Kubernetes has become the leading container orchestration environment. Its success has driven the remarkable growth of Kubernetes services on every public cloud. However, the core resources in Kubernetes like Services and Deployments represent disparate pieces of an overall application. They do not represent the application itself. Likewise, objects like Helm charts represent a potentially deployable application, but once deployed there’s no application-centric model of the running application. This need to have a well-defined and coherent model that represents the complete application, not just its template and/or its constituent pieces, is why Microsoft and Alibaba Cloud have created the Open Application Model (OAM) project under the Open Web Foundation.
OAM is a specification for describing applications so that the application description is separated from the details of how the application is deployed onto and managed by the infrastructure. This separation of concerns is helpful for multiple reasons. In the real world, every Kubernetes cluster is different, from ingress to CNI to service mesh. Separating the application definition from the operational details of the cluster enables application developers to focus on the key elements of their application rather than the operational details of where it deploys. Furthermore, the separation of concerns also allows for platform architects to develop re-usable components and for application developers to focus on integrating those components with their code to quickly and easily build reliable applications. In all of this, the goal of the Open Application Model is to make simple applications easy and complex applications manageable.
In OAM, an Application is made from several concepts. The first is the Components that make up an application. These components might be services like a MySQL database or a replicated PHP server with a corresponding load balancer. Developers can author code that they package as a component and then author manifests that describe the relationships between that component and other microservices. Components enable platform architects and others to build re-usable modules which are known to encapsulate best practices around security and scalable deployment. They also enable the separation of the implementation of the component from the description of how those components come together in a complete distributed application architecture.
To transform these components into a concrete application, application operators use a configuration of these components to form a specific instance of an application that should be deployed. The configuration resource is what enables an application operator to run a real application out of the components provided by developers and platforms.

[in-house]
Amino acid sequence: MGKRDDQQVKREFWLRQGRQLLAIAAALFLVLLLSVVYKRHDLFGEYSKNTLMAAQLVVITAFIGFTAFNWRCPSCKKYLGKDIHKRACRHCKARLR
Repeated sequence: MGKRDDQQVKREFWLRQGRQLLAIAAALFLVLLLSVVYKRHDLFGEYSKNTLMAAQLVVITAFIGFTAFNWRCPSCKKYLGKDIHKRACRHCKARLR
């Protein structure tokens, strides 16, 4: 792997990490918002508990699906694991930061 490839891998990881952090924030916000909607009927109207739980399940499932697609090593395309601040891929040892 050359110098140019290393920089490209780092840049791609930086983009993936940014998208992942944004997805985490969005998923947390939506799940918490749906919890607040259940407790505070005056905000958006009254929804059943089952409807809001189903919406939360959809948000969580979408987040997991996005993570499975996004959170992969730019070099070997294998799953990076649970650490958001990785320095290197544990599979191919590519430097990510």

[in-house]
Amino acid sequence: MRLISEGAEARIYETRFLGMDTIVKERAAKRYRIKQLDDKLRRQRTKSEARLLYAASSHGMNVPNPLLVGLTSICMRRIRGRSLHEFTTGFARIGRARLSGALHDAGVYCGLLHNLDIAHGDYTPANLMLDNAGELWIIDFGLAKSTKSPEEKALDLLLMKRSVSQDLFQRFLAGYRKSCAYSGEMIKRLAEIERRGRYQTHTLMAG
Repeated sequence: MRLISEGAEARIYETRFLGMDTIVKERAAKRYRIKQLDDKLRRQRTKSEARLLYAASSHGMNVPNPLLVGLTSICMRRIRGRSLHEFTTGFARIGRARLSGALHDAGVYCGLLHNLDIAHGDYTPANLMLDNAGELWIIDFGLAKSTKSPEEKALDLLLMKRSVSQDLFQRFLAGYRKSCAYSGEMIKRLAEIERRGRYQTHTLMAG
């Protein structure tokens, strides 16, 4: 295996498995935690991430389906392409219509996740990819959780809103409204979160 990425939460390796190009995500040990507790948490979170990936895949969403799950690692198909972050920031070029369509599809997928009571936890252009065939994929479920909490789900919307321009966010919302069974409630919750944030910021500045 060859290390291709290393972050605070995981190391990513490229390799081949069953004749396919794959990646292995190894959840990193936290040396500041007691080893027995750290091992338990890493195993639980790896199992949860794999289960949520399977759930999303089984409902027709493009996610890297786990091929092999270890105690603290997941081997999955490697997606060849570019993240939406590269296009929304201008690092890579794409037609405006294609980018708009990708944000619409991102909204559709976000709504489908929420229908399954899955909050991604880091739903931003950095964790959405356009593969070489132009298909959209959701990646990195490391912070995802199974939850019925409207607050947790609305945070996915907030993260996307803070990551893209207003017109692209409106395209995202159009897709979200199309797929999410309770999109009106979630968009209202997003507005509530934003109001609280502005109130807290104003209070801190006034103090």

The final concept is a collection of Traits which describe the characteristics of the application environment including capabilities like auto-scaling and ingress which are important to the operation of applications but may be implemented in different ways in different environments. An easy example of such differences might be a hyperscale cloud-provided load balancer versus an on-premises hardware load-balancer. From an application developer’s perspective they are entirely identical, while from the operator’s perspective they are completely different. Traits enable this separation of concerns whereby the application can run anywhere its necessary traits are deployed. Those traits can then be configured by infrastructure operators to satisfy the unique operating requirements of their environment (e.g. compliance and security).
In contrast to a more traditional PaaS application model, OAM has some unique characteristics. Most importantly, it is platform agnostic. While our initial open implementation of OAM, named Rudr, is built on top of Kubernetes, the Open Application Model itself is not tightly bound to Kubernetes. It is possible to develop implementations for numerous other environments including small-device form factors, like edge deployments and elsewhere, where Kubernetes may not be the right choice. Or serverless environments where users don’t want or need the complexity of Kubernetes.
Equally important, the specification is extensible by design – rather than the walled garden of a PaaS, or an application environment that hides the unique characteristics of where it is running. Likewise, OAM enables platform providers to expose the unique characteristics of their platform through the trait system in a way that enables application developers to build cross-platform apps wherever the necessary traits are supported. Hardware providers can similarly expose the unique characteristics of their hardware platforms via traits. The entirety of OAM was designed to prevent the “lowest common denominator” problem that can occur in portable platforms. Instead OAM is designed to make portability possible while ensuring that each platform can still surface the capabilities that make them unique and useful. OAM provides developers the freedom to balance between portability and capability among platforms in a standard way.
We’re excited about the initial work we have done to develop this application-oriented open model and the implementation for Kubernetes. The specification is currently being developed under the Open Web Foundation agreement, and our goal is to bring the Open Application Model to a vendor-neutral foundation to enable open governance and collaboration. If you want to learn more, please have a look at the OAM specification, and Rudr – the open implementation for Kubernetes – over on Github. This is really just a start. We look forward to hearing your feedback and partnering closely to bring an easy, portable, and re-usable application model to Kubernetes and the cloud.
Questions or feedback? Please let us know in the comments.